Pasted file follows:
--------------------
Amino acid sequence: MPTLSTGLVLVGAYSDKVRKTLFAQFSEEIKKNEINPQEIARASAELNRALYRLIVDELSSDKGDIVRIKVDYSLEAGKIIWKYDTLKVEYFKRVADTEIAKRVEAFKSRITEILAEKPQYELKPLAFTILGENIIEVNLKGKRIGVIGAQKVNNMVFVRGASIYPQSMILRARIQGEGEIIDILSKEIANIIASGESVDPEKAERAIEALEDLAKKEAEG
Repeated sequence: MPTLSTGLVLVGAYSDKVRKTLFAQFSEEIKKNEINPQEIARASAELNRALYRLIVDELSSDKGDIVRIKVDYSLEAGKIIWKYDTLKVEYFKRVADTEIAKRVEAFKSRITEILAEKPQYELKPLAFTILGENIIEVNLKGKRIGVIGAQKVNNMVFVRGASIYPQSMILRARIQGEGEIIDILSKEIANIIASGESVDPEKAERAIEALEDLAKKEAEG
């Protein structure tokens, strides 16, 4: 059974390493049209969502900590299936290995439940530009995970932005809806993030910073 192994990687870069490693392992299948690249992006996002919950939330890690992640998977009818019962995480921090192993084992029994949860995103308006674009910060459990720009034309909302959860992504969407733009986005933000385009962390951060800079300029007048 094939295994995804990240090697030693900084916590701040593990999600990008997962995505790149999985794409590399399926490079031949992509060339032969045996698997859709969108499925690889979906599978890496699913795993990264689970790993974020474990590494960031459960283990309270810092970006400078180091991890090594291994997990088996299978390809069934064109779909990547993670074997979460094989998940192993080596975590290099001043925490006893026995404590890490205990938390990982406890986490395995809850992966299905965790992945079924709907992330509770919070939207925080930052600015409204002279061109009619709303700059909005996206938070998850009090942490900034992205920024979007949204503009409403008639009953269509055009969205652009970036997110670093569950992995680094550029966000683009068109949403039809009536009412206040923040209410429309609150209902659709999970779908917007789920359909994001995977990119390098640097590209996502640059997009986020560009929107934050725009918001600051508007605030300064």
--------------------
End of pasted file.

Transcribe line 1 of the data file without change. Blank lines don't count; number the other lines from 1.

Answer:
Amino acid sequence: MPTLSTGLVLVGAYSDKVRKTLFAQFSEEIKKNEINPQEIARASAELNRALYRLIVDELSSDKGDIVRIKVDYSLEAGKIIWKYDTLKVEYFKRVADTEIAKRVEAFKSRITEILAEKPQYELKPLAFTILGENIIEVNLKGKRIGVIGAQKVNNMVFVRGASIYPQSMILRARIQGEGEIIDILSKEIANIIASGESVDPEKAERAIEALEDLAKKEAEG